Local residents filled a classroom at the Manatee County Sheriff’s Office for a civilian active shooting training course on Thursday as demand for the class has increased in the wake of the most recent mass shooting in Parkland.
During the nearly hourlong class, 24 residents listened closely as Lt. Robert Andrews taught them survival strategies for if they are ever in an active shooter situation.
“Active shooter incidents usually last 10 to 15 minutes, very quickly they are over with,” Andrews said. “Law enforcement responds within minutes. Our average response is usually from four to five.”
Survival is all that matters. To survive, Andrews taught them three key skills: get out, secure your location and defend yourself.
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“Seek an escape route and quickly move away from the crisis. Leave your belongings behind,” Andrews explained. “Anything in this room, if something were to happen, you have got to be prepared to leave behind. Cell phones, purses, wallets, any of that can be replaced, but you cannot.”
If getting out is not possible during a shooting, Andrews explained the importance of knowing how to secure their location.
Barricading or locking a door, moving away from windows and turning off lights are important. Andrews stressed the importance of silencing their cell phones, and not making any noise because it could alert the shooter where you are. Instead of calling for help, Andrews made sure they knew that they could now text 911.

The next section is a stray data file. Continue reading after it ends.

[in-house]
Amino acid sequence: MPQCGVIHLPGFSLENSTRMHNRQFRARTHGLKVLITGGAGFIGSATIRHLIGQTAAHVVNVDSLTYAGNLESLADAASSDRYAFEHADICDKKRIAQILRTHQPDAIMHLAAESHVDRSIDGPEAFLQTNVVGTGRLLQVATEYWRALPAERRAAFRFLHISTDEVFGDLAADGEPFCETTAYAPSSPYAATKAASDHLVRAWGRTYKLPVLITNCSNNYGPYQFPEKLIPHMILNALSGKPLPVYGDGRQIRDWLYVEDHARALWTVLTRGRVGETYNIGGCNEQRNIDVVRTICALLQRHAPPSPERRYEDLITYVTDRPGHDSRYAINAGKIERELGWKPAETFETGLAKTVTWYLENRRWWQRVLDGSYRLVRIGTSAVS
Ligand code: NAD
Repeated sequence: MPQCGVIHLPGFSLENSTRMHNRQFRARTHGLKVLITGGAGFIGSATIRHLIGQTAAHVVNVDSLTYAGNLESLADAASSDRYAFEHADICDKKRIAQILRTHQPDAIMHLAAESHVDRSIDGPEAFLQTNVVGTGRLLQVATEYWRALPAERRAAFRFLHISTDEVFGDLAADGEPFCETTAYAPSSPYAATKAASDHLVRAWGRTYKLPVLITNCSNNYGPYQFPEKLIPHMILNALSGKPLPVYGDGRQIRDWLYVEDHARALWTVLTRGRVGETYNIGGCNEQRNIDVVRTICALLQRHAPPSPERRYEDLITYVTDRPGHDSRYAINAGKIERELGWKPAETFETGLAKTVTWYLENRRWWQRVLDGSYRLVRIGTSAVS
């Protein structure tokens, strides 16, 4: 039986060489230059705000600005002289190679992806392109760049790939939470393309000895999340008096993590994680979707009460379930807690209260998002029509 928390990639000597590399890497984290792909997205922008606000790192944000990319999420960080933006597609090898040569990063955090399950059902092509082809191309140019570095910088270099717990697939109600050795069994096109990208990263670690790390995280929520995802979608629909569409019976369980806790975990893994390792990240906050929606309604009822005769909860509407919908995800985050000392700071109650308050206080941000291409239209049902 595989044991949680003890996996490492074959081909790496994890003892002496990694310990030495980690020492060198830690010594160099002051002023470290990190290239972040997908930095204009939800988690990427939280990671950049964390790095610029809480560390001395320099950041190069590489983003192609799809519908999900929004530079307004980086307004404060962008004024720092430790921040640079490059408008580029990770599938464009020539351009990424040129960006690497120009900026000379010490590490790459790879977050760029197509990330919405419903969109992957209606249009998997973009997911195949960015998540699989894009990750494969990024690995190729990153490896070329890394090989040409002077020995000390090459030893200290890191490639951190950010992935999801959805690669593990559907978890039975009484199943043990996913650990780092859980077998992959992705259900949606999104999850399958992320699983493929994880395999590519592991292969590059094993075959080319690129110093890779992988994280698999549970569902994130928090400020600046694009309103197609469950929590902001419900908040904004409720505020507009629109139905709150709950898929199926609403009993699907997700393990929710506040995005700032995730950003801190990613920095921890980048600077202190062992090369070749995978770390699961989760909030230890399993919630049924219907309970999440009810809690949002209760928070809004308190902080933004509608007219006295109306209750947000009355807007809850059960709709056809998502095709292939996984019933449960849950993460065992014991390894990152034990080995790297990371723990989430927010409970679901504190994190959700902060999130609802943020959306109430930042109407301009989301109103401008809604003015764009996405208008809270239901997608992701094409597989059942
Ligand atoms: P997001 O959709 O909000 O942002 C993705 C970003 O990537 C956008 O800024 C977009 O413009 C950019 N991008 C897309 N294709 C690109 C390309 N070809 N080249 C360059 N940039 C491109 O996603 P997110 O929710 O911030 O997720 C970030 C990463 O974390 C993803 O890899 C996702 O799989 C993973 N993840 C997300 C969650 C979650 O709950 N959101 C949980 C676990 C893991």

Ultimately, if escaping or securing a location are not an option, people need to be prepared to defend themselves by improvising weapons if necessary.
“Look around this room, right now. How many different types of things could you use as an improvised weapon?” Andrews asked the crowd.
Chairs, a fire extinguisher, a water cooler and cameras were among the possibilities mentioned.
“It’s about surviving. It’s about your own personal safety,” Andrews said.
The class also focused on what to expect when law enforcement arrives, including watching a video with body camera footage from the Pulse nightclub shooting in Orlando in 2016.
“We’re going to be loud and we’re going to be clear, but you’ve got to remain as calm as you can,” Andrews said. “Your hands, keep your hands visible.”
That’s important because law enforcement will not know who the shooter is when they first arrive, he explained. Media coverage from the Valentine’s Day mass shooting at Marjory Stoneman Douglas High School in Broward County showed students running with their hands in the air when they were evacuated, Andrews reminded them.
Demand for active shooter training has increased so much that three classes scheduled for March, including Thursday’s class, are already at capacity. A fourth class has been added for April 5. The Crime Prevention Unit also provides the class for large groups in the community, or businesses.
Retired U.S. Army Major Charles Hulen took notes as he paid close attention to the class.
“I enjoyed all of it. It was a very good class,” Hulen said afterward.
Hulen decided to attend the class to refresh his training, he said. As a miltary and law enforcement veteran, he has decades of training. Hulen served 21 years in the Army and worked for nine years for the Florida Highway Patrol and about a year as sheriff’s office auxiliary deputy.
Others like Barbara Boice had questions. Boice asked which would be better to carry, a gun or mace, if they had both?
The crowd laughed as Andrews answered, “Well, I wouldn’t want to bring mace to a gun fight.”
Anyone interested in attending an upcoming class or to inquire about hosting a class elsewhere can call 941-747-3011 ext. 2500.